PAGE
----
Because activating mutations of KRAS drive most human Ras-dependent tumors and because it has been generally accepted that the K-Ras4B splice variant that is not palmitoylated is the major driver, less attention has been paid to pharmacologic inhibition of palmitoylation. However, recent work from the Philips lab implicating the palmitoylated K-Ras4A splice variant in colorectal adenocarcinoma27 may force a re-evaluation of this idea. Moreover, inhibition of palmitoylation may have a place in limiting the activity of oncogenic N-Ras that drives melanoma and hematopoietic malignancies. The idea of non-specific inhibition of protein palmitoylation with compounds like 2-bromopalmitate are problematic since the number of palmitoylated proteins in the human proteome is vast45. Nevertheless, the recent identification of 23 DHHC (Asp-His-His-Cys motif) proteins as the mammalian repertoire of PATs has bolstered the idea of identifying palmitoylation inhibitors that are specific for a subset of substrates including Ras proteins46. However, only limited progress in this area has been reported47.
More progress has been made with inhibitors of depalmitoylation. Although the assignment of acyl protein thioesterase 1 (APT1) as the physiologically relevant enzyme that depalmitoylates Ras remains controversial25,48, the fact that it is a soluble cytosolic enzyme for which a crystal structure is available has facilitated the development of inhibitors46,49,50. Since palmitoylation of Ras targets it to the PM and stabilizes the protein on that compartment where signaling takes place, the idea of inhibiting oncogenic signaling of Ras by blocking depalmitoylation seems somewhat counterintuitive. However, Bastiaens and colleagues have developed an extensive set of observations that suggests that the depalmitoylation on all cellular membranes is required for dynamic cycling of N-Ras and H-Ras on and off membranes and thereby steady-state enrichment of the proteins on the Golgi apparatus and PM51 providing a rationale for inhibiting depalmitoylation as a means of limiting signaling. Indeed, treatment with palmstatin M causes mislocalization of mCitrine-N-Ras to the same endomembrane compartments decorated with mCherry-N-RasC181S that cannot be palmitoylated52.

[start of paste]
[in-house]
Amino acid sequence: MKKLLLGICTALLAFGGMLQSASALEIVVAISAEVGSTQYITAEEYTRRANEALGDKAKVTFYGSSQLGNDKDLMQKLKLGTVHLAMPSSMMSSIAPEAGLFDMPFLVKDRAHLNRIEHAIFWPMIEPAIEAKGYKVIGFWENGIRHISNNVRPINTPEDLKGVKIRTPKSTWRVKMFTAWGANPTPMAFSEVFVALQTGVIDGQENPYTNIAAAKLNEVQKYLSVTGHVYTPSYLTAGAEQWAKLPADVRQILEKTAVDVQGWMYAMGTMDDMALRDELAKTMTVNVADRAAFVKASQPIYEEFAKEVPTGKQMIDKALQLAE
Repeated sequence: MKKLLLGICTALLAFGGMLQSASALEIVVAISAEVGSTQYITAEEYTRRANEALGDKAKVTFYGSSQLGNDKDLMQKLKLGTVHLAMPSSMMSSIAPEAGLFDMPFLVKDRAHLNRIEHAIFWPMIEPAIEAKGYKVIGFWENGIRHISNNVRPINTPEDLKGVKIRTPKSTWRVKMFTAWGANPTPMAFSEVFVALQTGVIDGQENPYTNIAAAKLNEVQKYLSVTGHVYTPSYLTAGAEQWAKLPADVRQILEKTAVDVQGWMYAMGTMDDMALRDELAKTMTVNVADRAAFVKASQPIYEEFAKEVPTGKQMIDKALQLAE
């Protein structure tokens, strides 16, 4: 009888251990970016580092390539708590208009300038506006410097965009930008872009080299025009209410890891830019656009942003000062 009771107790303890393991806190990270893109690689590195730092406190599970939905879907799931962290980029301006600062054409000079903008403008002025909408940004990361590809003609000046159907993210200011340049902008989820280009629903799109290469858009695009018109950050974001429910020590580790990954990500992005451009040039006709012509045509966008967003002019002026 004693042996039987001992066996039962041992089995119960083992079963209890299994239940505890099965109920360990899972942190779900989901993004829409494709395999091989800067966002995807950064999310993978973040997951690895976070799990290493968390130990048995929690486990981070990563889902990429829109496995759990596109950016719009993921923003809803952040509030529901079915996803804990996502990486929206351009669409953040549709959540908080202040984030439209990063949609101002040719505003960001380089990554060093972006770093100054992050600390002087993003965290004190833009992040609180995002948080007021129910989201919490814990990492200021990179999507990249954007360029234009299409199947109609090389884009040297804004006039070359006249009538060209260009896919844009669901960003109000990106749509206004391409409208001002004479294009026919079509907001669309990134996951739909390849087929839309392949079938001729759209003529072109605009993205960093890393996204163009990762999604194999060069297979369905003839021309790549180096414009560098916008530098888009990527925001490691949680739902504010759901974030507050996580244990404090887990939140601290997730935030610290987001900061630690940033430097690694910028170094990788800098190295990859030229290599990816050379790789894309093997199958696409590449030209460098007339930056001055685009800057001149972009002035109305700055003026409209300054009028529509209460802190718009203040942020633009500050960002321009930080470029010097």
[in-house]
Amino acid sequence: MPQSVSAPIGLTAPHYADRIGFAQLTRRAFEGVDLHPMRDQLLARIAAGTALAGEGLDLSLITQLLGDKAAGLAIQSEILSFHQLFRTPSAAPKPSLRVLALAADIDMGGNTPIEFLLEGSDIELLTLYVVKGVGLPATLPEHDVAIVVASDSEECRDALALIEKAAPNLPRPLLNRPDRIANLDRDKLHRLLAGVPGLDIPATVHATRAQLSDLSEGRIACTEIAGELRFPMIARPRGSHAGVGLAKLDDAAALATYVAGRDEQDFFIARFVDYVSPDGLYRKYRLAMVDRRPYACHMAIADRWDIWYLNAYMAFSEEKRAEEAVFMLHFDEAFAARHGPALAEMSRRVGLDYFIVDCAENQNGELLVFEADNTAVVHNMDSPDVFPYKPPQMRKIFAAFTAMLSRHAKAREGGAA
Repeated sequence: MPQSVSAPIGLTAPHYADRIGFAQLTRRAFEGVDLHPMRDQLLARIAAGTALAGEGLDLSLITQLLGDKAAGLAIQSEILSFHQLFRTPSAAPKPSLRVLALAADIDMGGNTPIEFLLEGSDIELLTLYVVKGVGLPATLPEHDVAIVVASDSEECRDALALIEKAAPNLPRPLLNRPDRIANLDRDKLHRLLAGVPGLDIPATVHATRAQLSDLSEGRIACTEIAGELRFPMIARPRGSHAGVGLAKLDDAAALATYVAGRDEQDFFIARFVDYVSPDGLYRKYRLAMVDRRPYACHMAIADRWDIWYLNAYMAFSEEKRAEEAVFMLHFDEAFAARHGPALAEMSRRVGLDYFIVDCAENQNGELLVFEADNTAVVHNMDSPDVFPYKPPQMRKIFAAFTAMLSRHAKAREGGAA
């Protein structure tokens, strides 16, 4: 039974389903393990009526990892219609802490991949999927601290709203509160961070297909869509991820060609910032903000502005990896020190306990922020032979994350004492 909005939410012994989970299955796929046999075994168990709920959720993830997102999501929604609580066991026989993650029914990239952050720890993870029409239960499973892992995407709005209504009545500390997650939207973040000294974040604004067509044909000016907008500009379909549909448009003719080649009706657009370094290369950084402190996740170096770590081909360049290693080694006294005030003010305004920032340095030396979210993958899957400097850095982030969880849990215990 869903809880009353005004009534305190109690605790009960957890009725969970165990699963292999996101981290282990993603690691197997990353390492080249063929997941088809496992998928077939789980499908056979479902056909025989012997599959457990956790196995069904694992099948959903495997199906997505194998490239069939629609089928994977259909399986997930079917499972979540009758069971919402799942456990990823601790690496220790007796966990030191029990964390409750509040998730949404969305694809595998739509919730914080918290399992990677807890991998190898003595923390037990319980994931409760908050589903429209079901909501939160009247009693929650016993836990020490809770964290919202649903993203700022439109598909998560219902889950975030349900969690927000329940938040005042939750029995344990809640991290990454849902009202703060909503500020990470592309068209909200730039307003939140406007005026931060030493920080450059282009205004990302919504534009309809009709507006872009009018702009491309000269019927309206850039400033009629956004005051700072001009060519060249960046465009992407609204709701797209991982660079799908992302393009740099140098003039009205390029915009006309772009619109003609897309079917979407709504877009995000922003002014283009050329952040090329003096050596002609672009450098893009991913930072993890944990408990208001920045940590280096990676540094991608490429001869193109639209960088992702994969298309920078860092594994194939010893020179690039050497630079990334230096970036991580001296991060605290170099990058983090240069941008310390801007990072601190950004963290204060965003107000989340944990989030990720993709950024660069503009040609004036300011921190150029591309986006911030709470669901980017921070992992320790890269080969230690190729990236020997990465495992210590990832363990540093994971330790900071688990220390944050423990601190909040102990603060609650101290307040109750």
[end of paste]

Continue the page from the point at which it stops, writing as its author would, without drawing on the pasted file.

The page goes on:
Aside from CAAX processing and palmitoylation, multiple other post-translational modifications of Ras have been described53 including phosphorylation26, ubiquitination54,55, acetylation56 and nitrosylation57. Whereas ubiquitination, acetylation and nitrosylation have been reported to affect that activation state of the GTPase, phosphorylation26 and ubiquitination54 affect the subcellular localization of the protein. Because each of these modifications is catalyzed by an enzyme, each is, in principle, a target for drug discovery. Perhaps the most intriguing of these post-translational modifications is phosphorylation by PKC of K-Ras4B on serine 181 because it occurs on the isoform most often associated with cancer and because the modification dramatically alters subcellular localization and is associated with decreased survival of transformed cells58. One recent study concluded that phosphorylation of K-Ras4B is required for oncogenesis because rodent fibroblasts transformed with phosphorylation deficient K-Ras4B12D,181A failed to produce tumors in nude mice59, a result that contradicted previous reports of the same experiment26. We have found that mice with an LSL-K-Ras4B,12D,181A double knock-in allele produced pancreatic tumors when crossed with P48-Cre transgenic animals with equal frequency as mice with an LSL-K-Ras4B,12D,181S allele (unpublished results), arguing strongly against a requirement for K-Ras4B phosphorylation. Perhaps most compelling with regard to potential therapeutics is the observation that bryostatin, a PKC agonist, slowed the growth of tumors driven by oncogenic K-Ras4B but not those driven by a phosphorylation-deficient mutant of K-Ras4B26. However, enthusiasm for this approach to cancer therapy is somewhat diminished by the requirement to find a drug that stimulates phosphorylation of K-Ras4B without affecting PKC mediated activation of other signaling molecules that promote tumor growth and/or lead to toxicities.